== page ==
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3 Ways To Encourage Your Congregation Through Difficulty

Posted by Katie Chapman on 7/20/17 7:00 AM

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We should expect it. There will be a season where our staff, congregation, and world will experience suffering. We all have our own seasons of hardship, but there will be a time where our church (big C or little c) experiences something that could potentially cause devastation among the church. Whether it is a moral failure, natural disaster, debt, or loss of a loved one, the church needs to understand how to stay standing during difficult circumstances. The question is not how to avoid suffering, but how do we suffer well as the church?

Jesus even tells us in John 16:33, “In this world there will be trouble”, not if there is trouble… We should expect it to knock on our door.

Our biggest mistake is letting the loss of jobs, homes, and loved ones rule in our lives. We let feelings of loneliness, guilt, and fear overwhelm us. We allow Satan to tell us we are not good enough and other lies that could have the potential to destroy us. He uses these lies to draw us towards him and against a sacrificing savior who has already defeated sin and death. So, how do we help the church through times of suffering?

1. Be Jesus to people.

Be relatable. Get out in the community or visit a member or volunteer that is suffering. Sometimes people need to see a face of joy and hope, not just a card or flowers. It can bring a level of comfort just knowing that someone reached out or even cared. Serve people in immeasurable ways. A meal, lawn maintenance, cleaning, child care, etc. Let people know that suffering is normal and to be expected, but above all else, remind them that they are not alone.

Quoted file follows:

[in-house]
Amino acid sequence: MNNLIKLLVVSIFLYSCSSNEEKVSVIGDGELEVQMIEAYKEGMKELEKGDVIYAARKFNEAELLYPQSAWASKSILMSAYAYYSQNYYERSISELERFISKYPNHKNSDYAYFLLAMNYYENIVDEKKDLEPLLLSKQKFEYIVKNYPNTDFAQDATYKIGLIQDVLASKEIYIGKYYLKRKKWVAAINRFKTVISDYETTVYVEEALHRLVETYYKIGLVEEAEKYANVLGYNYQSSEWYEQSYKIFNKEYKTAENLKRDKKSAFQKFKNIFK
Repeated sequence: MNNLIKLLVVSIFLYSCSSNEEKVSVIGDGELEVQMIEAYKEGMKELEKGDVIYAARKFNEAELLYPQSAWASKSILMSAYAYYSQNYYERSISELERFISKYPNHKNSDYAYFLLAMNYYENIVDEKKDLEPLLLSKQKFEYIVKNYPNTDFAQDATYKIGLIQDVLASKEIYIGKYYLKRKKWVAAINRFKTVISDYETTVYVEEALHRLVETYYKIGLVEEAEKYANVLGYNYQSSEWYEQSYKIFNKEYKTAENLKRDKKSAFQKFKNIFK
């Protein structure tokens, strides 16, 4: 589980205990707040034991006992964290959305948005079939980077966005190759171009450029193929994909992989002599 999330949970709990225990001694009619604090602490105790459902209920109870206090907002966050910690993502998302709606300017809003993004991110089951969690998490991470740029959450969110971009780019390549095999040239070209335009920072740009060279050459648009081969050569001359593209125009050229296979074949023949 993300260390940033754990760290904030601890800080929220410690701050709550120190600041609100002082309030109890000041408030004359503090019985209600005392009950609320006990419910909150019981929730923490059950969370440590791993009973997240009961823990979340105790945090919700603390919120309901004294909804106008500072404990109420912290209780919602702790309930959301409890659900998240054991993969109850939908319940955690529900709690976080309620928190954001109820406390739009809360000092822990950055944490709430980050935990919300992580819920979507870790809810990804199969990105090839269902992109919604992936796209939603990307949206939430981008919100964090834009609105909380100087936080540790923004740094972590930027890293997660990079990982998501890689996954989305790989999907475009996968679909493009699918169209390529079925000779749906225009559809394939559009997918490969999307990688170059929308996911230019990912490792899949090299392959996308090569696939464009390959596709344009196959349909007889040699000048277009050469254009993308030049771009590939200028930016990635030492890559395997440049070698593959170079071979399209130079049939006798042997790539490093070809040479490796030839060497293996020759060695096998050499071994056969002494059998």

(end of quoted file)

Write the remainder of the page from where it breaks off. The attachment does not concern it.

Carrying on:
We were made to live like Jesus. Jesus was the suffering servant. He died on our behalf. So therefore, if we are supposed to live like Jesus did, then shouldn’t that mean we should be suffering servants as well? Being Jesus to people and offering your time and resources to serve them provides a chance to speak truth and remind them who God is.

2. Remind others who God is and what His character says about Him.

God has full control. God brings peace and is our ultimate hope. So, when things happen that we do not understand, we must stand firm in our faith and recognize that God is in control. He is sovereign and He uses these circumstances to teach and mold us. He has a loving character and everything He does has a greater purpose for our lives. Just being reminded of truth is so important during this time. The more truth we can equip them with, the less room Satan has to lie to us.

John 16:33 doesn’t end with there will be trouble. It ends with a “but.” What follows is something that is hard for us to do while we experience suffering. Jesus says, “Take heart! I have overcome the world.” Take heart? How can we take heart when everything around us seems to be going in a downward spiral? We are forced to learn true reliance on God and His perfect plan for our lives.

3. Focus on the big picture.

Job is an amazing example of what suffering looks like with a focus on big picture. In Job, chapter 1, he states “we entered this world naked with nothing and that’s how we are leaving this world.”  Our treasure is in heaven. Let us not trust in empty things. Don’t ignore the problems that the world, country, community, church, or individual is facing. Recognize them but keep an overarching perspective at the same time.  

God is using these times of suffering. He uses suffering to teach us reliance on Him, genuine joy from Him instead of our circumstances, and even how to combat Satan. Our strength doesn’t come from how we are doing, it comes from power and joy in the Lord. This means a firm focus on our eternal home.

People look to the church for a response when times of suffering come, and they will come. So, we want to be well prepared and know how to respond to our people, to the community and to the world. We want the light to shine on Jesus in these times and not in the times of sorrow.

How can you better encourage your congregation?

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Topics: Senior Leadership

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